Howard Schulz, the founder of Starbucks, has returned as interim CEO and won applause at a company meeting by saying he plans to suspend share buybacks and concentrate on staff and cafes instead of his share price. Not unlike that other Seattle start-up that conquered the world, Starbucks has been worrying about staff efforts to unionise. Rather than welcome the idea, Schulz said he was going to focus on redesigning his coffee shops and opening thousands more of them all over the world. Where? Antarctica? Starbucks’ stock price fell 3.7 per cent on news of the new strategy.


Why sell Channel 4?
The UK government has decided to sell off Channel 4 even though the channel is against it, taxpayers don’t pay for it and “significant public interest concerns” have been raised among 60,000 submissions to a public consultation on the plan. Nadine Dorries, the culture secretary, says the channel will keep its public service broadcasting (PSB) remit but needs more freedom to raise funds to compete with streamers like Netflix. Defenders of the status quo say the channel ain’t broke, so there’s nothing to fix. In particular, it performs the unique role of providing competition for the BBC in ways that purely commercial channels without a PSB requirement couldn’t. The sale could raise £1 billion, which Dorries says she’ll use for cultural levelling up. Ruth Davidson, the former Scottish Conservative leader, said ending the channel’s current status as publicly owned but not publicly funded would be the opposite of levelling up. We discussed Channel 4’s fate at a recent ThinkIn


Musk and Twitter
Elon Musk has spent $2.9 billion on a 9.2 per cent stake in Twitter, becoming its biggest shareholder and prompting two questions: how did he raise the money and does he plan to mess with Twitter? The two are linked, because his investment was technically a “passive” one that allows him not to disclose how he paid for it. But before and since revealing the size of his stake he has been using his own Twitter account to drop broad hints that he’d like to change how the platform operates. As mentioned here last week, he’s asked his 80-odd million followers if they think Twitter (which has banned Trump for life) adheres to the principles of free speech, and since then he’s asked if they’d like an “edit” button that would let users fix typos – and worse – after posting. His stake in the company, probably paid for from sales of Tesla stock or by borrowing against it, is more than four times as big as that of Jack Dorsey, its founder. Twitter’s stock price jumped by more than a quarter when it was announced. 

The 100-year life health, education AND GOVERNMENT

Freefall again
The strength of the russkiy narod – the Russian people – is core to Vladimir Putin’s vision of the Russian state. But the people are suffering. The FT has crunched the data and it shows 1) an exodus of well-educated and professional Russians to Europe and beyond, especially in the tech sector; 2) a falling birth rate exacerbated by economic downturn, familiar to Putin’s generation from the aftermath of the Soviet collapse; and 3) excess deaths linked to Covid that are among the highest anywhere in the world. See also this story from TechCrunch on tech workers trying to leave being interrogated at the Russian border. One IT specialist whose equipment was taken away was told by a border agent to “leave the motherland’s secrets in the motherland”. It’s estimated between 50,000 and 70,000 workers in the sector have already left.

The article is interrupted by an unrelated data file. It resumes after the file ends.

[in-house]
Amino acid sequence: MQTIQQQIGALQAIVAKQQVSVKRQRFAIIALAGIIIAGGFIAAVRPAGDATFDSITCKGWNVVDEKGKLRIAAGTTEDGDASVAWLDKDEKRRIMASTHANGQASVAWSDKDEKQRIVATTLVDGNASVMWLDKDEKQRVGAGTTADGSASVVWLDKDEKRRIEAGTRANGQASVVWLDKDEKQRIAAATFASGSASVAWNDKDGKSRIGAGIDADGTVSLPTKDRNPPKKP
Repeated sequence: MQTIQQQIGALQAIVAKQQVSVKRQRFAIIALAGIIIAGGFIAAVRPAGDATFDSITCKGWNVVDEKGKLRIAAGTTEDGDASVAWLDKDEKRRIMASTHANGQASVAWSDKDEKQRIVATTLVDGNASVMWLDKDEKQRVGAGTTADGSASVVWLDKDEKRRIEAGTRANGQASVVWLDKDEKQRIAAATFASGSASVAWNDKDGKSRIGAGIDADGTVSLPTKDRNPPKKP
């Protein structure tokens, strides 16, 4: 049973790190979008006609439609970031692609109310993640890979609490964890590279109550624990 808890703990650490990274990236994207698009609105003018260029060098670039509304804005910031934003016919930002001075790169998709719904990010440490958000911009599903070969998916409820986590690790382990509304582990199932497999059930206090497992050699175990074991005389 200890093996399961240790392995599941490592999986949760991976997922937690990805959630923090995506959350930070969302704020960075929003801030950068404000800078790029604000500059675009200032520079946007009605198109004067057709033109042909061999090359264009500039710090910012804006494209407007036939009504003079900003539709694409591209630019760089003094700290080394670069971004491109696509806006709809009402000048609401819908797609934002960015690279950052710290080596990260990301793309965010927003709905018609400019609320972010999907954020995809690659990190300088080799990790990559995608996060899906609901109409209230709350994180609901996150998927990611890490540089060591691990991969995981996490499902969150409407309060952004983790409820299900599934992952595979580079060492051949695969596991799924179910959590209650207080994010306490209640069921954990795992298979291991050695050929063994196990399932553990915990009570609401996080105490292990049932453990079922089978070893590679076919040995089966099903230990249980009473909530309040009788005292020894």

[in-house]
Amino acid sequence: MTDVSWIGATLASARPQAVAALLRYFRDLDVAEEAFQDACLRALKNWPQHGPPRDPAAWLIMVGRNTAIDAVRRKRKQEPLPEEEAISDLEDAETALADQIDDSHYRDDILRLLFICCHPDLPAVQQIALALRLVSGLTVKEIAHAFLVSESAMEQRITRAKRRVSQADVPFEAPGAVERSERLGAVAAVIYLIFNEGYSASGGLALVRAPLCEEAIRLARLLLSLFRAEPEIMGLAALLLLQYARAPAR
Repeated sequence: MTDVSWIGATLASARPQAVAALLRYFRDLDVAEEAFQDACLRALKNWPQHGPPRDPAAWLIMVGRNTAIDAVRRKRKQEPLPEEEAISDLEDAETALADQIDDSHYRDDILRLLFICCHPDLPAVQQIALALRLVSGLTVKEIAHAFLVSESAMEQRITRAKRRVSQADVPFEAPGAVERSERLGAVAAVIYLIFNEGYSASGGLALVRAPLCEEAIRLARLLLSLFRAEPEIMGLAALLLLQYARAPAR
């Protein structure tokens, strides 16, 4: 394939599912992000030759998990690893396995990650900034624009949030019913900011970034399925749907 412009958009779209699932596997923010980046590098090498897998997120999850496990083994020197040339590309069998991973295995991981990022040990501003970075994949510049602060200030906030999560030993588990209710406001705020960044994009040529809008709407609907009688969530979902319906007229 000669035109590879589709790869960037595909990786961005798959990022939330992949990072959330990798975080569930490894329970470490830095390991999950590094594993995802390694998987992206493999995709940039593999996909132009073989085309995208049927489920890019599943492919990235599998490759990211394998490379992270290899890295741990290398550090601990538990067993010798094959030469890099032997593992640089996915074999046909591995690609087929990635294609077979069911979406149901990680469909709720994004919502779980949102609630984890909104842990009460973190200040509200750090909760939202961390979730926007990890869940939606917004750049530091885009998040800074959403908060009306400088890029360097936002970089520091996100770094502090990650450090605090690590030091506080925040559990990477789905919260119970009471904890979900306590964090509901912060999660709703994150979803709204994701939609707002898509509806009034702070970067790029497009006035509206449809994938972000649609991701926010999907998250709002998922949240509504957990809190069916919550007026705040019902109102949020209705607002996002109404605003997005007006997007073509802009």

world by numbers

340,000  people the UK’s Health and Social Care Committee say could miss out on early cancer diagnosis if lack of progress to address disruption from the pandemic isn’t addressed by NHS England. 

Our planet CLIMATE AND geopolitics

Extreme rain
“Compound extreme” events in which wildfires are followed by extreme rainfall are going to become seven times more frequent in the Pacific Northwest of the US over the next century. They’re going to become twice as frequent in California, according to new research in Science Advances, and, separately, extreme rain in China caused its second-worst floods ever in human and financial terms last year. What gives? The Science Advances paper does not posit a causal link between wildfires and extreme rain. It just notes the growing frequency of both. What is clear – and what links the US and Chinese stories – is that warm air holds more water than cold. Climate change means droughts, but also devastating downpours.

Thanks for reading. Please share this around and tell us what we’ve missed. News tips and story ideas are welcome. Email them to sensemaker@tortoisemedia.com.

Giles Whittell

With additional reporting by Phoebe Davis.

Photographs by Getty Images